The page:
Ultimately, it was resolved over several long months by open and honest communications; to do so required us to truly understand each stakeholder’s expectations and resources. It also helped to provide many detailed technology explanations and “lectures,” the establishment of Sierra Energy’s focus on improving the environment and finally pulling all representatives into the same room as often as possible!
Waste360: What role does technology play in the waste and recycling industry?
Daniel M. Dodd: The waste industry—like all other well-funded heavy industries—isn’t going to change overnight purely because of government regulations (they’ll push back on the proposed changes at the local, state and/or federal level). For a technology to be successfully adopted, it needs to improve the economics/bottom line for the waste management industry, which will then actively embrace it and even go out to then push for the project development and permitting support/tools needed from their local governmental regulators/agencies.
Thermo-chemical conversion technologies that have environmental benefits over the existing practices, but that most importantly improve the economics for the waste manager, are going to see widespread adoption over the next decade as more reference facilities are established and prove the long-term viability for these technologies.
This next generation of waste gasification technologies truly does hold the potential to fundamentally change the way most waste streams are managed, including extending the life of existing landfills. Ultimately, these technologies will keep many of the current waste management companies and employees in business, with more efficient, environmentally cleaner tools/strategies available to them.
Waste360: What are some exciting technological opportunities that you see opening up within the industry?
Daniel M. Dodd: One opportunity we see becoming a reality is waste conversion and diversion at smaller, distributed scales. With demand aggregation lowering equipment capital costs and more efficient systems improving the operating expenses, a more economically feasible plant at smaller scales opens up revenue generation and significant cost-saving opportunities to independent waste haulers, transfer station operators, landfill owners and even the communities themselves.
Once the correct, economically and environmentally beneficial technologies are deployed, communities or waste owners might well be charging for their resource, rather than paying to have it removed, and any technology in this value chain will need to be sufficiently efficient to make economic sense even if the waste has to be purchased rather than the existing model where one is paid to take it. Early adopters of these new technologies are going to be the ones positioned and readily capable of taking advantage of these changes in the resource market.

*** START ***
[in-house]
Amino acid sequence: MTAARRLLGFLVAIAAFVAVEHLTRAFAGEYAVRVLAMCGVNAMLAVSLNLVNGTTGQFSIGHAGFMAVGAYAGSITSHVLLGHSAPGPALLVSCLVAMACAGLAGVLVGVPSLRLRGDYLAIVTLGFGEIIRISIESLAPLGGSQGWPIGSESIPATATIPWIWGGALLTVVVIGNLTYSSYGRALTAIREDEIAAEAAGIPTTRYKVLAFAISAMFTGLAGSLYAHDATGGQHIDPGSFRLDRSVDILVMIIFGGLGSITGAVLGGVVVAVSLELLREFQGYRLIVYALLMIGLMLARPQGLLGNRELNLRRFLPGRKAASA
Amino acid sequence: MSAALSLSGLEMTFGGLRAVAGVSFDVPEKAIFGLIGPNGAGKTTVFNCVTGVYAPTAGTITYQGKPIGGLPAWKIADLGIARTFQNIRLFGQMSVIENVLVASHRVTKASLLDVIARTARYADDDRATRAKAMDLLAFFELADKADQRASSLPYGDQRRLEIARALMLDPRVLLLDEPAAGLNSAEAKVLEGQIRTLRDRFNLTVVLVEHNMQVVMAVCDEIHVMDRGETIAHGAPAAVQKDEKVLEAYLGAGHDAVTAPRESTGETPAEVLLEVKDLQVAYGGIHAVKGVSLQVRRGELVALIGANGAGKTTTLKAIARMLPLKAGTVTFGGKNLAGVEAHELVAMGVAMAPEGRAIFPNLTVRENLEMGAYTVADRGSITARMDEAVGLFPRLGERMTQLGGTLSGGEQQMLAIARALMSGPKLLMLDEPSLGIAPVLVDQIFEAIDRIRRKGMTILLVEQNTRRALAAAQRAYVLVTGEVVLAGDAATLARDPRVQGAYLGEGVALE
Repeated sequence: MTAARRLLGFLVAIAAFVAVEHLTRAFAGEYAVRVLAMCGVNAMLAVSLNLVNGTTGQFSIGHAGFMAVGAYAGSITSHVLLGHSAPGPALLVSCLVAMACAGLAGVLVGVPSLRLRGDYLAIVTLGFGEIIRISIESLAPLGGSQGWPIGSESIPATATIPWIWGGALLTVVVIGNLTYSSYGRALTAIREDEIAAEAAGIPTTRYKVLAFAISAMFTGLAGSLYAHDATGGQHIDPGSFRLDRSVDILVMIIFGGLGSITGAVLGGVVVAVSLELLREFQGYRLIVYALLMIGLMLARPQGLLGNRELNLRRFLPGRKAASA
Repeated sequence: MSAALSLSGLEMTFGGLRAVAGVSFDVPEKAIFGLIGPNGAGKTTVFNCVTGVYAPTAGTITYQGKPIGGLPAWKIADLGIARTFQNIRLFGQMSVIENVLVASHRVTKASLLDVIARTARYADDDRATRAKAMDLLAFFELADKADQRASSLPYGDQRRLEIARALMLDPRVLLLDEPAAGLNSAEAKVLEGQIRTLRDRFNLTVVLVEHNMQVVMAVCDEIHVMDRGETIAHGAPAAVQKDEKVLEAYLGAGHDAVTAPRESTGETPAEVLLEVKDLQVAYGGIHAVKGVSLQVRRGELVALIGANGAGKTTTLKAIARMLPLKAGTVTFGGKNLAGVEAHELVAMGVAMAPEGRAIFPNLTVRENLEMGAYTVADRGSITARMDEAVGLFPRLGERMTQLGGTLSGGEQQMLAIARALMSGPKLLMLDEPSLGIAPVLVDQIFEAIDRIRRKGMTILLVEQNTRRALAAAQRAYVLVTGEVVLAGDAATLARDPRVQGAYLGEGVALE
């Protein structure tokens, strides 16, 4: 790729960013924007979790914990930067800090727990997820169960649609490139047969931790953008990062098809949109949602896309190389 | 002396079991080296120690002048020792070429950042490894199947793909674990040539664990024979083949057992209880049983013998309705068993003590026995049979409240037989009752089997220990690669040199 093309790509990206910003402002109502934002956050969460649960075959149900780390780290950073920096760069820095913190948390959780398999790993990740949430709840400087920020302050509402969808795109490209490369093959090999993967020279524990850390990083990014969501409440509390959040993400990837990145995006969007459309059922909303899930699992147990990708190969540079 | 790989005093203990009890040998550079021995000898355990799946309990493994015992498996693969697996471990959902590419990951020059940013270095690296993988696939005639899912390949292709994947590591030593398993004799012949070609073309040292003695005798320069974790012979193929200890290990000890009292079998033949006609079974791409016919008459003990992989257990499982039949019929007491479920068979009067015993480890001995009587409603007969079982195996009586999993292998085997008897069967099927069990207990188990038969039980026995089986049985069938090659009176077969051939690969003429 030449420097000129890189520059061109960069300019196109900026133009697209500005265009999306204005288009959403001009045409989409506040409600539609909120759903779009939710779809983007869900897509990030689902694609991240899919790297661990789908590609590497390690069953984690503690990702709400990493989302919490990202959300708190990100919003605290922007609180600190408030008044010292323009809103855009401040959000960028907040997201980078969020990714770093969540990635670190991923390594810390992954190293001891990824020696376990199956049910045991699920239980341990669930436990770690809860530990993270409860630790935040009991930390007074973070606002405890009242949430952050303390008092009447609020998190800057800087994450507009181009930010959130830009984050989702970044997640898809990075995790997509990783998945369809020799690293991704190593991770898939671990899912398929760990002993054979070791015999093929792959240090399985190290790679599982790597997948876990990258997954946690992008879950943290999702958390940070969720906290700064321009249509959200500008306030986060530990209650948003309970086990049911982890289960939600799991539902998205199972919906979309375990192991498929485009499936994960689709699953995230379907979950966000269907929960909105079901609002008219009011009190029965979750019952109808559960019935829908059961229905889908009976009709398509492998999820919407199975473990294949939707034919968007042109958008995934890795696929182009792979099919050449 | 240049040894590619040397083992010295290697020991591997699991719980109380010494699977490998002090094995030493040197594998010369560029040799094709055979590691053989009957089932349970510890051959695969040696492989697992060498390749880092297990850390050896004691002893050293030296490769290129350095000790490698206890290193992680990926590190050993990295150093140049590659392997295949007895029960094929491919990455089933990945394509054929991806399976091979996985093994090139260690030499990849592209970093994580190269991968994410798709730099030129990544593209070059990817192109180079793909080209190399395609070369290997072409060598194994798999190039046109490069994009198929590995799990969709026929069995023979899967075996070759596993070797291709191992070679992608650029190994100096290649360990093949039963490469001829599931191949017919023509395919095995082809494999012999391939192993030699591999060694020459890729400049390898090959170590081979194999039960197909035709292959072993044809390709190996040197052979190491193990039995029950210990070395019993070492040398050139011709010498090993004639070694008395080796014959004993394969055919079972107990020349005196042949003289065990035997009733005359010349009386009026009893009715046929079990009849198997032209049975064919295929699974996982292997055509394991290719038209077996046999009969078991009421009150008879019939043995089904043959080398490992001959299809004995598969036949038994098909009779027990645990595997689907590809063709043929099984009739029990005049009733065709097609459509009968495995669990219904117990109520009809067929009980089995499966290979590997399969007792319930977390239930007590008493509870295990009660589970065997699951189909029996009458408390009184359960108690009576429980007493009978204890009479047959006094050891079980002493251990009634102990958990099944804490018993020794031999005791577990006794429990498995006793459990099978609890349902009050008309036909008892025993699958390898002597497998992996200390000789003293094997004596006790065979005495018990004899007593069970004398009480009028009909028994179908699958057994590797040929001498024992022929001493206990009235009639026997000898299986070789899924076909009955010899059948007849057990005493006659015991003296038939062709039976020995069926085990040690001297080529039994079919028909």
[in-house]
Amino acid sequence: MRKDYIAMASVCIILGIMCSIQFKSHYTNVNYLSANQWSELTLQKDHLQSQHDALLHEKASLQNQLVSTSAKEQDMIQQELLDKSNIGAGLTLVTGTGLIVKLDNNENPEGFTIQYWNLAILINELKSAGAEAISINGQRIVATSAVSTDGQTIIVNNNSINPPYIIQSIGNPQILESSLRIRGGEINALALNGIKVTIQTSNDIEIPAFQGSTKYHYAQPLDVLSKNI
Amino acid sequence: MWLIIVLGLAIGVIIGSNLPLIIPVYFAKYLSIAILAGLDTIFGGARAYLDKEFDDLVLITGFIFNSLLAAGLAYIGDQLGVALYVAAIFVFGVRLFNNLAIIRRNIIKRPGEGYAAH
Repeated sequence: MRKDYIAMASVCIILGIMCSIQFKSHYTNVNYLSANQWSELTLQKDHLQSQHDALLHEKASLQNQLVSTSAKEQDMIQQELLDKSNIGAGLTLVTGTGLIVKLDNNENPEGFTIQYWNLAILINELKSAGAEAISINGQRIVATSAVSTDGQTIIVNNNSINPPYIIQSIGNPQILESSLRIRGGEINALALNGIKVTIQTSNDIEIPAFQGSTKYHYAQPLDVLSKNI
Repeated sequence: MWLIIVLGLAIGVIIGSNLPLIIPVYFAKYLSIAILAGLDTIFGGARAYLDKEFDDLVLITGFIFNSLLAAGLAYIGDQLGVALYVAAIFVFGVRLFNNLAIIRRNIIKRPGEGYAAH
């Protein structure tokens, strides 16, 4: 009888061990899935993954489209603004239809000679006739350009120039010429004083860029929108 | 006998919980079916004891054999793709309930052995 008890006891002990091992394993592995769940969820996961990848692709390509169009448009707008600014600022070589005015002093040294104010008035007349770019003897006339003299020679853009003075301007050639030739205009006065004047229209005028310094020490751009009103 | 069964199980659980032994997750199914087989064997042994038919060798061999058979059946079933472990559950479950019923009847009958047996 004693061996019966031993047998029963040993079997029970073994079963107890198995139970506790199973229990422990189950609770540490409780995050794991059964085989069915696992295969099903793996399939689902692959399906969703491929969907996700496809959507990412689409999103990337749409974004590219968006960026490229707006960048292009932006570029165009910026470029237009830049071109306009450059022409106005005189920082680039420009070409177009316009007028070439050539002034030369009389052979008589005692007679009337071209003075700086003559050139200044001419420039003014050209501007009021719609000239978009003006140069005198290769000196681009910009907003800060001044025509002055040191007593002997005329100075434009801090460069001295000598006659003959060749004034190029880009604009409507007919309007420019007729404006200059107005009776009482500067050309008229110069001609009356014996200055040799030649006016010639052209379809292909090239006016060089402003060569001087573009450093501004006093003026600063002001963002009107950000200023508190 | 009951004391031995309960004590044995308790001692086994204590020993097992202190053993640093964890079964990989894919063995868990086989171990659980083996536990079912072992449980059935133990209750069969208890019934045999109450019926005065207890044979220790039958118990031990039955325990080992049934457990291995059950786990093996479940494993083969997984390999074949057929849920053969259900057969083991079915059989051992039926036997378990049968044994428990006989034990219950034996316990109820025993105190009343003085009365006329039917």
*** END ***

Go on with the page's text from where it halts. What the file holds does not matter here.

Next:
Waste360: What advice do you have for someone who is looking to make a career for themselves in the waste and recycling industry?
Daniel M. Dodd: Take a long-term view. This isn’t software development and isn’t cyclical; it’s a stable and essential industry, and while the adoption of alternative waste management/landfill diversion technologies or practices (recycling, composting, anaerobic digestion, thermal-conversion, etc.) increase, the volume of waste being generated unfortunately continues to expand at a faster rate. Coupled with the relatively slow uptake or risk adversity of the waste industry means it could take years to make any serious headway with any new technology or concept.
If attempting to do just this—pioneer a new technology, process or developing a new market in the waste industry—be resilient, keep the end goal in sight and ask, listen and learn from an industry full of great advice from long-time dedicated workers.
And again, “you get out of life what you put in,” so live and breathe it, make it your life’s passion and it won’t be hard to continue to refocus on the end goals (the widespread adoption of your product or process), even if day-to-day setbacks would typically deter weaker souls!
Waste360: What activities or hobbies do you participate in outside of the office?
Daniel M. Dodd: Even while outside the office, I’m generally reading technical or industry-related articles, but finding a balance to enjoy life with the family, I get into the “great outdoors” as often as possible, be it hiking, training for marathons, powered paragliding, skiing or taking the 2-year-old swimming.